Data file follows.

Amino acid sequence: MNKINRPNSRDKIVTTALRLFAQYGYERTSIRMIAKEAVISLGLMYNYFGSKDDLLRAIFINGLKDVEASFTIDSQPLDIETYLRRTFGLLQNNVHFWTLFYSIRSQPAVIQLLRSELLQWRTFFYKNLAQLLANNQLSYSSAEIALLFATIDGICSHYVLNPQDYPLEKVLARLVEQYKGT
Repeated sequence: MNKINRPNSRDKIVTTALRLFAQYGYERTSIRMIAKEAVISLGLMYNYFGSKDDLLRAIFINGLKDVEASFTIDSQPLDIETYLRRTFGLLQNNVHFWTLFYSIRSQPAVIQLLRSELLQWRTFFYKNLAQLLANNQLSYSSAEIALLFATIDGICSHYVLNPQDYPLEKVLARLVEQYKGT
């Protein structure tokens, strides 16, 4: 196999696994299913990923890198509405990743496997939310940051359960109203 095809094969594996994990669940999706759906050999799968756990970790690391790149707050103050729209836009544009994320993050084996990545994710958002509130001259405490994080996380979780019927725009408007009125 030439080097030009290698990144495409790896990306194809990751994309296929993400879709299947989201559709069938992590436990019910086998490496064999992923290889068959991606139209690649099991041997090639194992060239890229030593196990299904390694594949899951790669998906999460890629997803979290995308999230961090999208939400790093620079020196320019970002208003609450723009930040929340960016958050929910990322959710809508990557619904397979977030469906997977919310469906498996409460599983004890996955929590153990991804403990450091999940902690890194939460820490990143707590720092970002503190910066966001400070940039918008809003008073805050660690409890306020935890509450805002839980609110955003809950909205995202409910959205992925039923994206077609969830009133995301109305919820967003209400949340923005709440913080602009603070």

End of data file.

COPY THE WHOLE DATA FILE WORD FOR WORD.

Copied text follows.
Amino acid sequence: MNKINRPNSRDKIVTTALRLFAQYGYERTSIRMIAKEAVISLGLMYNYFGSKDDLLRAIFINGLKDVEASFTIDSQPLDIETYLRRTFGLLQNNVHFWTLFYSIRSQPAVIQLLRSELLQWRTFFYKNLAQLLANNQLSYSSAEIALLFATIDGICSHYVLNPQDYPLEKVLARLVEQYKGT
Repeated sequence: MNKINRPNSRDKIVTTALRLFAQYGYERTSIRMIAKEAVISLGLMYNYFGSKDDLLRAIFINGLKDVEASFTIDSQPLDIETYLRRTFGLLQNNVHFWTLFYSIRSQPAVIQLLRSELLQWRTFFYKNLAQLLANNQLSYSSAEIALLFATIDGICSHYVLNPQDYPLEKVLARLVEQYKGT
């Protein structure tokens, strides 16, 4: 196999696994299913990923890198509405990743496997939310940051359960109203 095809094969594996994990669940999706759906050999799968756990970790690391790149707050103050729209836009544009994320993050084996990545994710958002509130001259405490994080996380979780019927725009408007009125 030439080097030009290698990144495409790896990306194809990751994309296929993400879709299947989201559709069938992590436990019910086998490496064999992923290889068959991606139209690649099991041997090639194992060239890229030593196990299904390694594949899951790669998906999460890629997803979290995308999230961090999208939400790093620079020196320019970002208003609450723009930040929340960016958050929910990322959710809508990557619904397979977030469906997977919310469906498996409460599983004890996955929590153990991804403990450091999940902690890194939460820490990143707590720092970002503190910066966001400070940039918008809003008073805050660690409890306020935890509450805002839980609110955003809950909205995202409910959205992925039923994206077609969830009133995301109305919820967003209400949340923005709440913080602009603070």